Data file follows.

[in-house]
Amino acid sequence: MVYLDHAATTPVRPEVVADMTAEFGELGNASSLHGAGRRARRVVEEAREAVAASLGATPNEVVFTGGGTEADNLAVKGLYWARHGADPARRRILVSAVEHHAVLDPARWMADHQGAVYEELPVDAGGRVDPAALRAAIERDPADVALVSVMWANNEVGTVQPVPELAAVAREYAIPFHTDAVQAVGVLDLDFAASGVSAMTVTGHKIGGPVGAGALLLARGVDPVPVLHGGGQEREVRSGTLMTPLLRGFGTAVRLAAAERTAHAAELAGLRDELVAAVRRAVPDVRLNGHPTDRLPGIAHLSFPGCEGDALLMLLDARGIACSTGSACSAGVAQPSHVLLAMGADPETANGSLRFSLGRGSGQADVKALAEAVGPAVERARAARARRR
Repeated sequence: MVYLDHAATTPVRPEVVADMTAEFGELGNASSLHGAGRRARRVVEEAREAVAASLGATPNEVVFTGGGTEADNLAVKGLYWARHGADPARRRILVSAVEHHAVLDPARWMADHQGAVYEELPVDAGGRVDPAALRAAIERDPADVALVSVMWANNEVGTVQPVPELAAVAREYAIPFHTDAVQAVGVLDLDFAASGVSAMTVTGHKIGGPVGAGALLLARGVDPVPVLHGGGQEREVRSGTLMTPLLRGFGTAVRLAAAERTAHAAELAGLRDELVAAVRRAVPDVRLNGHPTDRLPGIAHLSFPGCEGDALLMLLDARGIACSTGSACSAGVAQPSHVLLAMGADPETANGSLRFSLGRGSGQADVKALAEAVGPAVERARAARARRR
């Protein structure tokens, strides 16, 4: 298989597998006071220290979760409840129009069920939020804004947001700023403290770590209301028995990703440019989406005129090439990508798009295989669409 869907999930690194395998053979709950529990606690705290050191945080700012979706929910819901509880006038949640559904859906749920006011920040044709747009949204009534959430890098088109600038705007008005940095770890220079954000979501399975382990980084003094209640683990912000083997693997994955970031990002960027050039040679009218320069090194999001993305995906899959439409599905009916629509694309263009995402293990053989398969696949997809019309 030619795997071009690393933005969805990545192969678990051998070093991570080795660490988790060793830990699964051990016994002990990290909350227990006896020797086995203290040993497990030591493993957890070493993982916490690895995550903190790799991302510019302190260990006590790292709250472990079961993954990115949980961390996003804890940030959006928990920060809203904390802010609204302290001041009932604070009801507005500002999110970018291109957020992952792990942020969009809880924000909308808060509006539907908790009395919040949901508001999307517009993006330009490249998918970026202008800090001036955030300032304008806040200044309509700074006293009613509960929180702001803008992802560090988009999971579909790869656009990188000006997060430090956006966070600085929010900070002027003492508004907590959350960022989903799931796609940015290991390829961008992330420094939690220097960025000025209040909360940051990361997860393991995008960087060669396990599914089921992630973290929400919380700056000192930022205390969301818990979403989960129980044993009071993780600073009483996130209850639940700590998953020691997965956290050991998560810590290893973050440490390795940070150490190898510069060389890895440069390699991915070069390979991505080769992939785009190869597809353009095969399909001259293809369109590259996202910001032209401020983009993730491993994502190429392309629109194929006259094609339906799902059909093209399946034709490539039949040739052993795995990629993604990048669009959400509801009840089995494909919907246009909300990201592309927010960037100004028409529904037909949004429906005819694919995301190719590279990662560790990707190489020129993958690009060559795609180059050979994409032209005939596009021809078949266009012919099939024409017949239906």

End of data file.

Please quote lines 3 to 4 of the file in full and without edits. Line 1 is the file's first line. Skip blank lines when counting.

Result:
Repeated sequence: MVYLDHAATTPVRPEVVADMTAEFGELGNASSLHGAGRRARRVVEEAREAVAASLGATPNEVVFTGGGTEADNLAVKGLYWARHGADPARRRILVSAVEHHAVLDPARWMADHQGAVYEELPVDAGGRVDPAALRAAIERDPADVALVSVMWANNEVGTVQPVPELAAVAREYAIPFHTDAVQAVGVLDLDFAASGVSAMTVTGHKIGGPVGAGALLLARGVDPVPVLHGGGQEREVRSGTLMTPLLRGFGTAVRLAAAERTAHAAELAGLRDELVAAVRRAVPDVRLNGHPTDRLPGIAHLSFPGCEGDALLMLLDARGIACSTGSACSAGVAQPSHVLLAMGADPETANGSLRFSLGRGSGQADVKALAEAVGPAVERARAARARRR
């Protein structure tokens, strides 16, 4: 298989597998006071220290979760409840129009069920939020804004947001700023403290770590209301028995990703440019989406005129090439990508798009295989669409 869907999930690194395998053979709950529990606690705290050191945080700012979706929910819901509880006038949640559904859906749920006011920040044709747009949204009534959430890098088109600038705007008005940095770890220079954000979501399975382990980084003094209640683990912000083997693997994955970031990002960027050039040679009218320069090194999001993305995906899959439409599905009916629509694309263009995402293990053989398969696949997809019309 030619795997071009690393933005969805990545192969678990051998070093991570080795660490988790060793830990699964051990016994002990990290909350227990006896020797086995203290040993497990030591493993957890070493993982916490690895995550903190790799991302510019302190260990006590790292709250472990079961993954990115949980961390996003804890940030959006928990920060809203904390802010609204302290001041009932604070009801507005500002999110970018291109957020992952792990942020969009809880924000909308808060509006539907908790009395919040949901508001999307517009993006330009490249998918970026202008800090001036955030300032304008806040200044309509700074006293009613509960929180702001803008992802560090988009999971579909790869656009990188000006997060430090956006966070600085929010900070002027003492508004907590959350960022989903799931796609940015290991390829961008992330420094939690220097960025000025209040909360940051990361997860393991995008960087060669396990599914089921992630973290929400919380700056000192930022205390969301818990979403989960129980044993009071993780600073009483996130209850639940700590998953020691997965956290050991998560810590290893973050440490390795940070150490190898510069060389890895440069390699991915070069390979991505080769992939785009190869597809353009095969399909001259293809369109590259996202910001032209401020983009993730491993994502190429392309629109194929006259094609339906799902059909093209399946034709490539039949040739052993795995990629993604990048669009959400509801009840089995494909919907246009909300990201592309927010960037100004028409529904037909949004429906005819694919995301190719590279990662560790990707190489020129993958690009060559795609180059050979994409032209005939596009021809078949266009012919099939024409017949239906």